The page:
Maryland has one of the best child care systems in the nation – thanks, in part, to our strong state regulations.
If you are concerned about an aspect of your child care situation – the adult-to-child ratio, the staff training, or the health and safety procedures – you can check the Maryland regulations, where you will find specifications about many aspects of operation.
If you think a child care program is not in compliance with the regulations or your concern was not adequately addressed by the National Resource Center website, contact your local child care resource center (CCRC). The staff at the CCRC may advise you to contact the regional Office of Child Care.
Individuals, corporations, schools, and others operating family or center-based child care programs must meet the Code of Maryland Regulations (COMAR) Title 13A: chapter 1 for family child care homes and chapter 2 for child care centers. In addition to the initial inspections required to obtain a license or certificate, Maryland’s Office of Child Care (OCC) conducts site visits and periodic program inspections (announced and unannounced) to ensure that programs maintain the standards of child care expected of all providers in the state of Maryland.
Maryland Family Network is committed to keeping programs in business while enhancing the quality of care in our communities.
There are two types of licensing and compliance referrals: formal and informal. The purpose of licensing referrals is to provide technical assistance to child care providers so they can reach and maintain compliance.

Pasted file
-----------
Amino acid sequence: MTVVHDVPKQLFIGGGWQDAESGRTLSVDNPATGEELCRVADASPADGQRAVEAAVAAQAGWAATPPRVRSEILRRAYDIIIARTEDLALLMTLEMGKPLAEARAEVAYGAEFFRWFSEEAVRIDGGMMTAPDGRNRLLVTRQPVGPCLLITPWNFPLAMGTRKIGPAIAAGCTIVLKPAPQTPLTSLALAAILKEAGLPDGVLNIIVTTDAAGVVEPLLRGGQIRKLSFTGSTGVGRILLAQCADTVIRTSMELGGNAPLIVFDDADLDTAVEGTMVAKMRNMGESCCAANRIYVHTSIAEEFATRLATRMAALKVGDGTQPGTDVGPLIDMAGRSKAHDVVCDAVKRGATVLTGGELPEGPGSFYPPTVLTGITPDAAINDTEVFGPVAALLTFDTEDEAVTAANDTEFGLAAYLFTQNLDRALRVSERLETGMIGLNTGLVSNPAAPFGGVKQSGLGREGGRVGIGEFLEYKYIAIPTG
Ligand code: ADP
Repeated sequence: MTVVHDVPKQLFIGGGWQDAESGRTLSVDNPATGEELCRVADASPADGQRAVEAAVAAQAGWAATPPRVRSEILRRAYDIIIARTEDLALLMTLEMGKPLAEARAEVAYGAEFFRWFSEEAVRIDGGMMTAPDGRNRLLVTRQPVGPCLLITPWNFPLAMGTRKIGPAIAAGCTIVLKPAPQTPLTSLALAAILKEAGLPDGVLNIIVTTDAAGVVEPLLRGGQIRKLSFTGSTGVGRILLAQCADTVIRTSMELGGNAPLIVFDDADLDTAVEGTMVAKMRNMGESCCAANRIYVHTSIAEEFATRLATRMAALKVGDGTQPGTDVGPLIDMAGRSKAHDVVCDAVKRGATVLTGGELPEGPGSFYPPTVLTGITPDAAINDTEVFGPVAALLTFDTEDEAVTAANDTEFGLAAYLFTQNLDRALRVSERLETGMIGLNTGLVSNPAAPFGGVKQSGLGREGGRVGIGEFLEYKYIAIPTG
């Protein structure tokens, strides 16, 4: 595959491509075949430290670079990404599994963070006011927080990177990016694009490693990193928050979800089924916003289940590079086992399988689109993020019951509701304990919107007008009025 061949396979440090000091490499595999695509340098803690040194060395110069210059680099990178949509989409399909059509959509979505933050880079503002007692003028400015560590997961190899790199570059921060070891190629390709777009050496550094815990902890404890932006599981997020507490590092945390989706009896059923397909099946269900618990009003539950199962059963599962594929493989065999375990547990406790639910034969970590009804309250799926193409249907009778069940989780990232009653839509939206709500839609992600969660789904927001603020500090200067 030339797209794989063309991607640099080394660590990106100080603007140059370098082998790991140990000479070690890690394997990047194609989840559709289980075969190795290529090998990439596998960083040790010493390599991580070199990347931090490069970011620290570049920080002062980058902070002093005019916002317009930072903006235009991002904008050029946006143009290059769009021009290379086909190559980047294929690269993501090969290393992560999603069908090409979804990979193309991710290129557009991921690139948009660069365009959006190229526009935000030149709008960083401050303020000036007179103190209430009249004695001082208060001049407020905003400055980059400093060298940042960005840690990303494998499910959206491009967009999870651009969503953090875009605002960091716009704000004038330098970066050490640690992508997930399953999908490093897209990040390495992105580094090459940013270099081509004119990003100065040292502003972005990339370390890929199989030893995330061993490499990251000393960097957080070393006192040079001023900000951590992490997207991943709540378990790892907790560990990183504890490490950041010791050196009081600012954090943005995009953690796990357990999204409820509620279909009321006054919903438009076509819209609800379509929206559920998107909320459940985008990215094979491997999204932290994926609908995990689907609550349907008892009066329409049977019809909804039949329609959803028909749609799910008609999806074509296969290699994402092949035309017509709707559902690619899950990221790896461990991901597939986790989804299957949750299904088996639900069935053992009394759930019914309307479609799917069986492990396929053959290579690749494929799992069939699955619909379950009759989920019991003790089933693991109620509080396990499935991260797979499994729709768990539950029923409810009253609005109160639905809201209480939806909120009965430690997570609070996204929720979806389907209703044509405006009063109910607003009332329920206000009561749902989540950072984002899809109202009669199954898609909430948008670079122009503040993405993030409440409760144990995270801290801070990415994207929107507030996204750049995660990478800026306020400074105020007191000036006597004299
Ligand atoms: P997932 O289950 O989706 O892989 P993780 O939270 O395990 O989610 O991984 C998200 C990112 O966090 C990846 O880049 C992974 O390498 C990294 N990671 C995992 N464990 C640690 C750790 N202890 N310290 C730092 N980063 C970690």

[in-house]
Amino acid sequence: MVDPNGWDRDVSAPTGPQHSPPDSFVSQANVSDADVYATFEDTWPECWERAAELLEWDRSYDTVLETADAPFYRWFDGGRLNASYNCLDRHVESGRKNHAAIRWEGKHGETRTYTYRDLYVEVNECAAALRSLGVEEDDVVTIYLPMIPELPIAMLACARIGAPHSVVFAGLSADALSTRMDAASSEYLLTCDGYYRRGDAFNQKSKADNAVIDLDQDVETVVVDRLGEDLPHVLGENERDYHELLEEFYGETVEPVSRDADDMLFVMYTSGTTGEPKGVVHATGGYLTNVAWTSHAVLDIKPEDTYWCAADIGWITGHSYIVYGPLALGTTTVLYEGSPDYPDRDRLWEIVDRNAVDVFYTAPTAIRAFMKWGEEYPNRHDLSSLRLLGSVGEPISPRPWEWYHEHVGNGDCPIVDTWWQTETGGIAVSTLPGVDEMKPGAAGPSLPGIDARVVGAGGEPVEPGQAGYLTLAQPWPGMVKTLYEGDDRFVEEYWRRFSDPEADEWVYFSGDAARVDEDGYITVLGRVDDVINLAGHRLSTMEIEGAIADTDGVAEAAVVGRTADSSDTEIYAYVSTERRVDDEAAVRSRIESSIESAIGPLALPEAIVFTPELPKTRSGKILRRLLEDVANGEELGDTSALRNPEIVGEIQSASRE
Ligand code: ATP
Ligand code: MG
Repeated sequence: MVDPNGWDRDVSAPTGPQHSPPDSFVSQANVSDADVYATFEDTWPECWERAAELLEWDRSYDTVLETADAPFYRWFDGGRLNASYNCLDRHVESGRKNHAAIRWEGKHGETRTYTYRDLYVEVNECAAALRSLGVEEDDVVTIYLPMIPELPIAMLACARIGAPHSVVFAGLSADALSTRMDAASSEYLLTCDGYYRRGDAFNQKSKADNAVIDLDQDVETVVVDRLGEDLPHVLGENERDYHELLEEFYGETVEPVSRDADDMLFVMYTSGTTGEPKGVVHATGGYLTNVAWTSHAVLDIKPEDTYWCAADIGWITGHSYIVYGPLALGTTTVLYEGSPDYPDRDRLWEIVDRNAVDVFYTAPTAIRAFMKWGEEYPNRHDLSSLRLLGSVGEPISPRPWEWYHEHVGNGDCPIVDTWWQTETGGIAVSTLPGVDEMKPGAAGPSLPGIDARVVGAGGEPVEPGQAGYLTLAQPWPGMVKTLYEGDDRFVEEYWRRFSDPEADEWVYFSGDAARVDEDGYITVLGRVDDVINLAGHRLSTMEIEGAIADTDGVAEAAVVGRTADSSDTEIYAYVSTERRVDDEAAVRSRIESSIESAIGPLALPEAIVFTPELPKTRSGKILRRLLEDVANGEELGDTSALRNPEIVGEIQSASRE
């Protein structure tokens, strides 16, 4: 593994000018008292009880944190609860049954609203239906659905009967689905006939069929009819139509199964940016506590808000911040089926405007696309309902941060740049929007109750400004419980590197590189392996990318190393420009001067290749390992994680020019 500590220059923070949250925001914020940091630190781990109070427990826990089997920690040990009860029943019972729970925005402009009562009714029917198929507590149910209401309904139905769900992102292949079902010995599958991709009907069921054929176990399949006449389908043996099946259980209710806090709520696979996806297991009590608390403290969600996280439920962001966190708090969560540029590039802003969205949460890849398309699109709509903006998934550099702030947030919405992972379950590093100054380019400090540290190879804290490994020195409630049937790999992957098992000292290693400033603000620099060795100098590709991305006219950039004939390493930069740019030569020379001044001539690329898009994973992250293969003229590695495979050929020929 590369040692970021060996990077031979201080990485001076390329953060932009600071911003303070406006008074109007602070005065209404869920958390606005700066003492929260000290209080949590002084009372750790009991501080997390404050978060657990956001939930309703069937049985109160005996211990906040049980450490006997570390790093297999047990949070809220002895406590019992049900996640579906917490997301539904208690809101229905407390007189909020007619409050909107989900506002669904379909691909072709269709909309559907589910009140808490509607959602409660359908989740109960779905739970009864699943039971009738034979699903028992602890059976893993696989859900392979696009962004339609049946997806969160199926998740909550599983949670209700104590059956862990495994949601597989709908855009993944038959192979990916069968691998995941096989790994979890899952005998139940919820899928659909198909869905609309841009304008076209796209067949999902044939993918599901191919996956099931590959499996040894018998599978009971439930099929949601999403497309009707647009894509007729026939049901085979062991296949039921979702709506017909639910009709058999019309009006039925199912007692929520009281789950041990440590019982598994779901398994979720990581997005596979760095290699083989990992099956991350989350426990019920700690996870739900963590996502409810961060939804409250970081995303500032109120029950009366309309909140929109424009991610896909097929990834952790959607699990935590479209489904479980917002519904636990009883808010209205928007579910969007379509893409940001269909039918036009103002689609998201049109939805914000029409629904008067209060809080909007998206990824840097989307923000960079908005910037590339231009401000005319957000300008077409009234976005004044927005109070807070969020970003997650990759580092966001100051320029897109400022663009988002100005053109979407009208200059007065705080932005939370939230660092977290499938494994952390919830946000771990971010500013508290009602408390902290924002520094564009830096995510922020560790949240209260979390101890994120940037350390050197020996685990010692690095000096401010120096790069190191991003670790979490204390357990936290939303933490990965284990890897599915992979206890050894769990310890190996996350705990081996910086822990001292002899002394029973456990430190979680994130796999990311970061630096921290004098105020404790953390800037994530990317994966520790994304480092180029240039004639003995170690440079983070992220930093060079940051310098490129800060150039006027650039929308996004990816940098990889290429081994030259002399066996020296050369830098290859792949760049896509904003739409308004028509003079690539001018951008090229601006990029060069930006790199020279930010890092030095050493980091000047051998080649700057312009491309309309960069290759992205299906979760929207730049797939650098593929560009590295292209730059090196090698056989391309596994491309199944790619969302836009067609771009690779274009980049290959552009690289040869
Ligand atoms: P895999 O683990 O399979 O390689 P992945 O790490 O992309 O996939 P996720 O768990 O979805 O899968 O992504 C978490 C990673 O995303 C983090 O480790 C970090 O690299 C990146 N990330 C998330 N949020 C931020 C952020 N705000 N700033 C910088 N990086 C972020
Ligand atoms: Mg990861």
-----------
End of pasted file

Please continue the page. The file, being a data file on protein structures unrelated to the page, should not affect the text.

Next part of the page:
Formal referrals come directly from the OCC. Licensing specialists perform periodic inspections of child care programs in their regions. If the specialist finds a program out of compliance in any areas, the specialist may issue a compliance agreement. The provider has the option of accepting or declining technical assistance. If the provider chooses to receive technical assistance, the specialist will then make a “formal” referral to the local Child Care Resource and Referral Center.
If a provider discovers a compliance issue in their program, they may opt to seek assistance by making what is called a “self referral.” A licensing specialist from OCC may also make the provider aware of a compliance violation in their program and “informally” refer them to receive technical assistance.
Once a provider has decided to seek technical assistance for an informal compliance issue, they should contact their local CCR&R. This is what will occur after the provider makes the referral.
Once a provider has decided to seek technical assistance for an informal compliance issue, they should contact their local CCR&R. This is what will occur after the provider makes the referral. Within 48 hours of receipt, the Technical Assistance Coordinator contacts the child care program and schedules the site visit.
The Technical Assistance Coordinator may need to obtain licensing information on the provider from the regional OCC regarding the childcare program.
The Technical Assistance Coordinator does initial site visit; assesses compliance issue at the site; creates a plan of action for achieving compliance and the anticipated time frame needed to complete the plan.
The Technical Assistance Coordinator continues to work with the provider until the plan of action is complete or the provider can no longer continue.
The technical assistance coordinator will follow up with the provider throughout and after the completion of the plan of action to ensure success of the services provided.